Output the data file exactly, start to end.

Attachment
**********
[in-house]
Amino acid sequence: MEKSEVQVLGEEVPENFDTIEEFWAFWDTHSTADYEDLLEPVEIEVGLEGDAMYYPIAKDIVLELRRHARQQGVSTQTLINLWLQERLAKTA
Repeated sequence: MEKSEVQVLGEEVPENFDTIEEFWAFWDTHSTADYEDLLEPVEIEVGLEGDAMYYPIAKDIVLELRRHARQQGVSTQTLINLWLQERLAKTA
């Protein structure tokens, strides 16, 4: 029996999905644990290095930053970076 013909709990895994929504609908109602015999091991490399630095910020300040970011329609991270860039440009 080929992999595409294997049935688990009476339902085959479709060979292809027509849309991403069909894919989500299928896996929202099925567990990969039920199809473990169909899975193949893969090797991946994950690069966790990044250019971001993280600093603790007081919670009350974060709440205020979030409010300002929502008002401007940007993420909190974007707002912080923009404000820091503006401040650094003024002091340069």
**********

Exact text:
[in-house]
Amino acid sequence: MEKSEVQVLGEEVPENFDTIEEFWAFWDTHSTADYEDLLEPVEIEVGLEGDAMYYPIAKDIVLELRRHARQQGVSTQTLINLWLQERLAKTA
Repeated sequence: MEKSEVQVLGEEVPENFDTIEEFWAFWDTHSTADYEDLLEPVEIEVGLEGDAMYYPIAKDIVLELRRHARQQGVSTQTLINLWLQERLAKTA
């Protein structure tokens, strides 16, 4: 029996999905644990290095930053970076 013909709990895994929504609908109602015999091991490399630095910020300040970011329609991270860039440009 080929992999595409294997049935688990009476339902085959479709060979292809027509849309991403069909894919989500299928896996929202099925567990990969039920199809473990169909899975193949893969090797991946994950690069966790990044250019971001993280600093603790007081919670009350974060709440205020979030409010300002929502008002401007940007993420909190974007707002912080923009404000820091503006401040650094003024002091340069």